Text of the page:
Flights cancelled after new Canary Islands volcanic eruption
Fresh evacuations ordered as explosions and new openings are reported from La Palma’s Cumbre Vieja volcano.
A cloud of smoke and ash is seen as volcanic explosions intensified on the Canary Island of La Palma [Javier Martin/Twitter @javierbre/via Reuters]
24 Sep 2021
Planes have been grounded on the island of La Palma in Spain’s Canary Islands due to a fresh volcanic eruption, in the first cancellation of flights since the Cumbre Vieja volcano came to life this week.
New evacuations were also ordered on Friday as large explosions and new openings were reported at the volcano, which spewed a large cloud of thick, black ash into the air.
There were seven flights scheduled for Friday operated by Binter, Canaryfly and the national carrier, Iberia, but all were scrapped.
“It is not yet possible to say when we can resume flights,” Spanish carrier Binter said on Twitter.
Al Jazeera’s Nicolas Haque, reporting from La Palma, described the scene as “a giant smouldering cauldron”.
“No one knows what scenario comes next … The cloud of ash shoots up, cancelling all flights in the area … When the second crater erupted, we heard a sonic boom, windows shutter, a real sense of fear of what is to come,” he said.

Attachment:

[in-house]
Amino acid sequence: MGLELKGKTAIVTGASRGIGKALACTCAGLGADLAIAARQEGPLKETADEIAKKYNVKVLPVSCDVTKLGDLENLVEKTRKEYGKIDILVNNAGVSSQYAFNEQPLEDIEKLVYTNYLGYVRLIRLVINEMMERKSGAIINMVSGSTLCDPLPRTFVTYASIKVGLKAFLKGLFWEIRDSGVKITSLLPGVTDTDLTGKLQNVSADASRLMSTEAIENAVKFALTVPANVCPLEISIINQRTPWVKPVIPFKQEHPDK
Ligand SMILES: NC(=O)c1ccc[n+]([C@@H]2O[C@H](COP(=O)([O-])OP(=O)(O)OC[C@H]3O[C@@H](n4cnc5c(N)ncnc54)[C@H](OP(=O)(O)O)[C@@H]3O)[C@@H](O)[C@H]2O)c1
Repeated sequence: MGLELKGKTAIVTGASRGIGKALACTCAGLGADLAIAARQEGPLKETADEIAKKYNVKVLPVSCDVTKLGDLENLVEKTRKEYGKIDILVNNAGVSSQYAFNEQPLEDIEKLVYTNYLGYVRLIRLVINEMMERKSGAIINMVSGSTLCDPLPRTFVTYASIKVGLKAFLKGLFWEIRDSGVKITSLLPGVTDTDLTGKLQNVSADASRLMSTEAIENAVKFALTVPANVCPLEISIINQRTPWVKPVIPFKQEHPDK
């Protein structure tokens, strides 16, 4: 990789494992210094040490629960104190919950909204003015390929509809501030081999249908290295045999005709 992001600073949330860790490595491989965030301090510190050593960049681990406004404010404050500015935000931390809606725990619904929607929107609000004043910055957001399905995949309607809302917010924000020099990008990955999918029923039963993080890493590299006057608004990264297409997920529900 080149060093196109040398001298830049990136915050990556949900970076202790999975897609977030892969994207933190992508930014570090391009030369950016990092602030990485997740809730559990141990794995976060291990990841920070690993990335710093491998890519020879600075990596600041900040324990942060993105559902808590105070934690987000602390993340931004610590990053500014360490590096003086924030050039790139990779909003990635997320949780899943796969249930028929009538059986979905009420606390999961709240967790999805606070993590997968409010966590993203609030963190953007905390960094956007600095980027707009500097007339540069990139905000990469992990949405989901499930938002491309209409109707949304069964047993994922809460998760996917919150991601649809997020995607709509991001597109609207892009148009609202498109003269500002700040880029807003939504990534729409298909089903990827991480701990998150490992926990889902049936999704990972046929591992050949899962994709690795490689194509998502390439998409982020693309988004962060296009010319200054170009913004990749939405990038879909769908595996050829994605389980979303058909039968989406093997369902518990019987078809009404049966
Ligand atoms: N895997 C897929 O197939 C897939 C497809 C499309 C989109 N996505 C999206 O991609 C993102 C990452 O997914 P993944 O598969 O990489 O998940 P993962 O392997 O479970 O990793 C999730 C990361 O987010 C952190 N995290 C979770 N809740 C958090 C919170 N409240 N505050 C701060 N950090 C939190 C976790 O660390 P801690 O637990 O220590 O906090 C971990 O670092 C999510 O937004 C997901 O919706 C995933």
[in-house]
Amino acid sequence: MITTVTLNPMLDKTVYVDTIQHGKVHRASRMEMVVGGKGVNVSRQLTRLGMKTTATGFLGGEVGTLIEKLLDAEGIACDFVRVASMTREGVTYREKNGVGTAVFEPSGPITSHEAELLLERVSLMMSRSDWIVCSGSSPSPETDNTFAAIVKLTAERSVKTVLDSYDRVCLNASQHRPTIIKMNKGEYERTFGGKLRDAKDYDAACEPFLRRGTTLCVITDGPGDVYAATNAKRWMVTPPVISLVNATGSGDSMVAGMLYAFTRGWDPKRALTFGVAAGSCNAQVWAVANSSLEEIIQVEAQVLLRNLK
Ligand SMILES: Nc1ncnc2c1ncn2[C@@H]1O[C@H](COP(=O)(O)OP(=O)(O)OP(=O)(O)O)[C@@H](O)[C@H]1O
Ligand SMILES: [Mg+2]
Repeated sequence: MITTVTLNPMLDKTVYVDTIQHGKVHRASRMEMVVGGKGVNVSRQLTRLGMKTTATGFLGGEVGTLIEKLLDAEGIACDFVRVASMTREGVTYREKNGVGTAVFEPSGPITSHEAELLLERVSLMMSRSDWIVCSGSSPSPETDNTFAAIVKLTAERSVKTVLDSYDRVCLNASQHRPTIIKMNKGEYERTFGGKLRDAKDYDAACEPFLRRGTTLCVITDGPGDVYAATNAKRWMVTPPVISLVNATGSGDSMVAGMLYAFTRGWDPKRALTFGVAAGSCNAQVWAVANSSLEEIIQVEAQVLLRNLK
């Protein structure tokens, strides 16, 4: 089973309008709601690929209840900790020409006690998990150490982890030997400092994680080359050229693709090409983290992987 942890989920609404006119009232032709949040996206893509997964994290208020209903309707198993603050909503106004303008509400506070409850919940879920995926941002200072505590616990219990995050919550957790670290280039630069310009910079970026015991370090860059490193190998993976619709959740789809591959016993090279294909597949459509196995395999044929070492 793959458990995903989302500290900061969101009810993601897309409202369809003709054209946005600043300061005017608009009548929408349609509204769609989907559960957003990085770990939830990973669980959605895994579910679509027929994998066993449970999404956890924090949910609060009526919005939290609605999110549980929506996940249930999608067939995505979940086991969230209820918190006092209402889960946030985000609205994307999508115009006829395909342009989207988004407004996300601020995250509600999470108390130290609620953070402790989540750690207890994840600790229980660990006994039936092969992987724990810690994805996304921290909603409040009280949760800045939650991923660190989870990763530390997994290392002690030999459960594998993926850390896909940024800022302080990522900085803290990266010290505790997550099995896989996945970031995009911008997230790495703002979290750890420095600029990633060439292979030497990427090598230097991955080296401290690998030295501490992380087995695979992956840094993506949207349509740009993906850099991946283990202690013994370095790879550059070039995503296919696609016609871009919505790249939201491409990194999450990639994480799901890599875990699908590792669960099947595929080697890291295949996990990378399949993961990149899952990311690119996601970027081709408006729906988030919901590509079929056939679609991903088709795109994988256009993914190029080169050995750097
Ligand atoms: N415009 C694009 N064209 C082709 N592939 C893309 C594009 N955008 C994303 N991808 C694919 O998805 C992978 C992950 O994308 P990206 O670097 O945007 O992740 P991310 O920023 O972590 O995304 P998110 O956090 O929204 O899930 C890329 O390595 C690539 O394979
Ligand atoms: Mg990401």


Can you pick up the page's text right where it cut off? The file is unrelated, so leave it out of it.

Authorities also ordered new evacuations, adding to the 6,100 people already forced to leave the area this week following Sunday’s eruption.
The compulsory evacuation order was issued in parts of La Palma island “given the increased risk for the population due to the current eruptive episode”, the regional government said.
Video footage from the civil guard showed a garden in the area completely covered in thick ash.
The speed of the lava flowing from the mouth of the volcano has steadily slowed its pace in recent days, and experts are hoping it will not reach the coast.
If the molten lava reaches the sea, experts fear it will generate clouds of toxic gas into the air, which will also affect the marine environment.
Authorities set up a no-go zone this week to head off curious onlookers.
Estimated damage
Hundreds of homes and large swaths of land have been destroyed by the eruption, and regional authorities estimate the damage to be more than 400 million euros ($470m).
No casualties have been reported so far.
The Spanish government plans to designate the island a disaster zone and to draw up a comprehensive reconstruction plan, Prime Minister Pedro Sanchez said on Friday.
The eruption on the island of La Palma, home to about 85,000 people, was the first in 50 years.
The last eruption was in 1971 when another part of the same volcanic range – a vent known as Teneguia – erupted on the southern side of the island. More than 20 years earlier, the Nambroque vent erupted in 1949.
A cloud of smoke and ash is seen from the sea as volcanic explosions intensified on the Canary Island of La Palma [Marco Trujillo/Reuters]
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